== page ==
- History Room – Transports back in time to World War II the Loma Ridge crash departing El Toro Marine Corps Air Station on June 25, 1965.
- Farmers to Flyers – Learn significant events that transformed Irvine’s agricultural land into an active military base
Exhibition Receptions Open to the Public
An opening reception will be held on Saturday, June 20 from 10-11:30 a.m. The Exhibition will remain open until 4 p.m. following the reception.
A 50th anniversary reception and memorial unveiling, in honor of those who lost their lives in the Stratolifter-Loma Ridge crash, will be held on Saturday, June 27 from 1-3 p.m.
Thursdays and Fridays: 12-4 p.m.
Saturdays and Sundays: 10 a.m.-4 p.m.
Location: Historic Hangar 244 | Map & Directions
Note: Exhibition hours may occasionally vary due to private events. Please call (866) 829-3829 for up to date information.
The Orange County Great Park unveiled a Heritage and Aviation Exhibition Saturday to commemorate the history of the site — the Marine Corps Air Station El Toro.
The permanent exhibition, located in Hangar 244, features historical displays and artifacts that share the agricultural and military history of the land.
The morning began with a reunion and reception for veterans, followed by a ceremony and presentation of the colors.
Colonel Jaques Naviaux , 81, was among the veterans in attendance. Now residing in Palos Verdes, he first came to El Toro in 1961 after flight school, where he was stationed on and off for 12 years. In his 32 years as a fighter pilot, he flew 400 missions in Vietnam.
“My first fighter squadron out of training was here, so this is my heritage. I think it’s wonderful,” he said of the exhibition.
Henry Korn, retired Manager Emeritus of Art, Culture and Heritage at the Great Park was one of many involved in the creation of the exhibit.
“This is an extraordinary opportunity for the public to learn about the history of the land,” he said. “The El Toro base changed history forever – it stimulated post World War II development of Orange County.”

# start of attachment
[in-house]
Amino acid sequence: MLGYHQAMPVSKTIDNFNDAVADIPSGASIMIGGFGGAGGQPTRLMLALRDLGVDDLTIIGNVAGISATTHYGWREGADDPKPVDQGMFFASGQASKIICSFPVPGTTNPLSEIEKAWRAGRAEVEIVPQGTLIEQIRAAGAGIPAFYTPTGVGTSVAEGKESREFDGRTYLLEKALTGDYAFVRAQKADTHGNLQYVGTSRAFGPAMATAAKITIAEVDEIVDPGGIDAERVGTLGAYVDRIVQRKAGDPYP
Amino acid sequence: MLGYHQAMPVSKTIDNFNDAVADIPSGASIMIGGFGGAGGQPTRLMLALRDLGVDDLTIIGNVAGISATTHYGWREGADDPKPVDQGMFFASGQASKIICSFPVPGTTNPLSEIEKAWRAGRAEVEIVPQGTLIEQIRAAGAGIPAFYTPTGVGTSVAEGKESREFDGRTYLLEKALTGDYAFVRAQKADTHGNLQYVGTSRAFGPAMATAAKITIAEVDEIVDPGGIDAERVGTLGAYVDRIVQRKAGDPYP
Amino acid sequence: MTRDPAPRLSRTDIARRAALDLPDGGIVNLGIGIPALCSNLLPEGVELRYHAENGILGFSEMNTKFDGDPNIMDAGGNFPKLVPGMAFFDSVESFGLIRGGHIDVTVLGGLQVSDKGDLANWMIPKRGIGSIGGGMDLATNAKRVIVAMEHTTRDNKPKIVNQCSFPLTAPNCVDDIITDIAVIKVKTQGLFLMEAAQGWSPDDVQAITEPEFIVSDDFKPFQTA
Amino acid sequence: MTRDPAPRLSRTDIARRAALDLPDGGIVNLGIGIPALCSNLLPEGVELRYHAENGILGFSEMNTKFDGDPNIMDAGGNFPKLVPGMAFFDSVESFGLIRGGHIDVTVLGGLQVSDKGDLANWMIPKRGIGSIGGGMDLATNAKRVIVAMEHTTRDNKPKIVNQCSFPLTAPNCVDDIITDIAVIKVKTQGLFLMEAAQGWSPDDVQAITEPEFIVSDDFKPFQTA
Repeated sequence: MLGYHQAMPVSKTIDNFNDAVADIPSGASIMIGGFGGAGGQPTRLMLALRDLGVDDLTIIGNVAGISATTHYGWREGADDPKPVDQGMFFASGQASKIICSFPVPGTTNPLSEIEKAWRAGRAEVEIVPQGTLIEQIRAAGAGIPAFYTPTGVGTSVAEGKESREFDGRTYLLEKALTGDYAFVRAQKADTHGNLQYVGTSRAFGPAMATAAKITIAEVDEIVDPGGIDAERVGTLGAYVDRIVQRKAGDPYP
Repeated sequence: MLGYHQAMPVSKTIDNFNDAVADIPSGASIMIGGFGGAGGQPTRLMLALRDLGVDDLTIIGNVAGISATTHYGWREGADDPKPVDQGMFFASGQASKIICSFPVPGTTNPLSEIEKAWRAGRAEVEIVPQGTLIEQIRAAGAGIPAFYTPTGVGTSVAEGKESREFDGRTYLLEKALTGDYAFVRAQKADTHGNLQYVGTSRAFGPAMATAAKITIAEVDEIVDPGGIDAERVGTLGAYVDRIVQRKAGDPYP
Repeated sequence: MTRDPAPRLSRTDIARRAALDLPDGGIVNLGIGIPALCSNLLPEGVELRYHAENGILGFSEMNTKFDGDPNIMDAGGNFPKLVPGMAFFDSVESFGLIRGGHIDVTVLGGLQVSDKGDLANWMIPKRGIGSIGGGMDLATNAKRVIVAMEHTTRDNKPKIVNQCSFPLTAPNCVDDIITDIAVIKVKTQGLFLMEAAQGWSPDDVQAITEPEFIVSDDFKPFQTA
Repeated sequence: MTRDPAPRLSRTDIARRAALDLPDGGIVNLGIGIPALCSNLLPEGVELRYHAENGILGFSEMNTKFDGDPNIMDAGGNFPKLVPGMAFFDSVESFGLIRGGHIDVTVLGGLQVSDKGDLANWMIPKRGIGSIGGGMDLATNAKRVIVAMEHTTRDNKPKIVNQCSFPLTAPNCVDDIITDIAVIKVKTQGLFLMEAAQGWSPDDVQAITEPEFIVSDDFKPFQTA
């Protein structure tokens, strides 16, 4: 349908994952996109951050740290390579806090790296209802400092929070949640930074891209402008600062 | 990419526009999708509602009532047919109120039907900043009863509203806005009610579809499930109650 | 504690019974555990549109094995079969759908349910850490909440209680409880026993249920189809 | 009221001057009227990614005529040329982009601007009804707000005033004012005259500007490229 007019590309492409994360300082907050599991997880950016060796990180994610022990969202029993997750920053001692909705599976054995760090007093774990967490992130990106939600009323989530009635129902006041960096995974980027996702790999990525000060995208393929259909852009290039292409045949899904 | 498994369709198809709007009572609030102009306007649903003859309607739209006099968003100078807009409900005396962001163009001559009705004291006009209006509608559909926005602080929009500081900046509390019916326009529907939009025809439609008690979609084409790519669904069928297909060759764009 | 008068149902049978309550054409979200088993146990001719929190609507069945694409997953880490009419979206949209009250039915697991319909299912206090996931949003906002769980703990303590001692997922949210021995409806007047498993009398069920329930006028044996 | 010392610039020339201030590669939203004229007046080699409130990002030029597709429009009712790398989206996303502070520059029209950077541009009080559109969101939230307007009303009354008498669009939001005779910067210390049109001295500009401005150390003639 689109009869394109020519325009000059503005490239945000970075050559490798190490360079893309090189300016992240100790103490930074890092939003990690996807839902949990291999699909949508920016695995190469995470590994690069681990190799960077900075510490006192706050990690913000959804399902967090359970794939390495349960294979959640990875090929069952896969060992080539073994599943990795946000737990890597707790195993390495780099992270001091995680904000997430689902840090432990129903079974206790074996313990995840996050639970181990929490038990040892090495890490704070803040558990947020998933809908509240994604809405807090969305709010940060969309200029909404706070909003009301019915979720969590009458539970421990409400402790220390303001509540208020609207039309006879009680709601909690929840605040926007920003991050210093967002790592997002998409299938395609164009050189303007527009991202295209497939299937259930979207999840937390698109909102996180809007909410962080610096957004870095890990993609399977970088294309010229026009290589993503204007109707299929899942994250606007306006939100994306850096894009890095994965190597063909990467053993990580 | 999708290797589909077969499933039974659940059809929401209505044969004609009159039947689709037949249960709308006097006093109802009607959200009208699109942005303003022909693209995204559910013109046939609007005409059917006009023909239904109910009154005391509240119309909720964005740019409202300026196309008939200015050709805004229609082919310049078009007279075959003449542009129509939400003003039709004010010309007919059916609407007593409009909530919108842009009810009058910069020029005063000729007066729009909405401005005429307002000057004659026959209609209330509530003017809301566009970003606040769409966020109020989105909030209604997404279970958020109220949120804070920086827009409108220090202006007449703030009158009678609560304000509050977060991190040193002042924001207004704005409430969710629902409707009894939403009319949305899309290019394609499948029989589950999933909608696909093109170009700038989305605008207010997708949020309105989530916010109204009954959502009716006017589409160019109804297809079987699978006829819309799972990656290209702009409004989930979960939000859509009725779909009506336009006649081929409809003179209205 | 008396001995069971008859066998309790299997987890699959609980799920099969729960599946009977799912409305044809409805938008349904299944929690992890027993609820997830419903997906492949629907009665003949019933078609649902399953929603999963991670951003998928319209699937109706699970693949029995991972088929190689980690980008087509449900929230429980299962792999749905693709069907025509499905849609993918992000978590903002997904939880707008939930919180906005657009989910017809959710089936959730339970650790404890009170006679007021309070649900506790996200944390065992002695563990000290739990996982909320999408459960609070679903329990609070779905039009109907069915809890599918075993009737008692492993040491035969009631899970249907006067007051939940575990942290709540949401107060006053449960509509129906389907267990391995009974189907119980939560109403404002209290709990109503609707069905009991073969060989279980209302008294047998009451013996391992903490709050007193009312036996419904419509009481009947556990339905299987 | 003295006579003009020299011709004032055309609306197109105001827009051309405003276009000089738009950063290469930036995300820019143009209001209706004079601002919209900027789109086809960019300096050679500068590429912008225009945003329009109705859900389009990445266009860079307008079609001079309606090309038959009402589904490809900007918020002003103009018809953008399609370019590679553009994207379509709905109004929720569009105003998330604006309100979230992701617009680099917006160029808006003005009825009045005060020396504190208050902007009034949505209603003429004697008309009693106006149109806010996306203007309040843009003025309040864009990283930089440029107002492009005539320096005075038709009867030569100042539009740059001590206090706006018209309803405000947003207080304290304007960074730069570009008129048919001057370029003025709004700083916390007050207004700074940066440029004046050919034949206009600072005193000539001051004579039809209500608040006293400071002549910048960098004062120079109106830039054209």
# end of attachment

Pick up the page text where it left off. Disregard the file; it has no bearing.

Allan Mawhinney, 86, is docent at the new exhibition. He was a legal superintendent in the air force for 22 years, creating legal documents for troops who wanted wills after seeing the harsh realities of combat.
“I enjoyed the camaraderie and participation in the military, and this exhibition reminds me of what I contributed,” he said. “It’s important to know and appreciate what happened before you.”
Currently, the exhibition includes actual pieces from the era – two aircrafts, an ejection seat, an instrument panel, helmets and a flight suit. There is also a room that includes audio from the era and relics of home life. Mya Sanders, who is in charge of operations at the Great Park, said displays will rotate.
The exhibition will be open Thursdays & Fridays from 12-4 p.m. and Saturdays & Sundays from 10 a.m.-4 p.m. Admission is free.
Source: Alison Glander, staff writer, Orange County Register | June 20, 2015
A visual arts project I’ve curated is opening on March 15 and runs through January 15, 2016.
I invite you to come and see The 25th Anniversary Exhibition for the Irvine Barclay Theater entitled “Wit Style Power Grace.” Spanning 140 feet, beautiful images and well-chosen words and objects capture the spirit and historic program contributions that the Irvine Barclay Theatre has made to the people of Orange County during its twenty-five years.
The Exhibition is located at the John Wayne Airport in the Pre-security pedestrian walkway between Riley Terminals B and C. Convenient parking is located at Terminal C for $2 per hour.
CURATOR: Henry James Korn
GRAPHICS: Hayden Design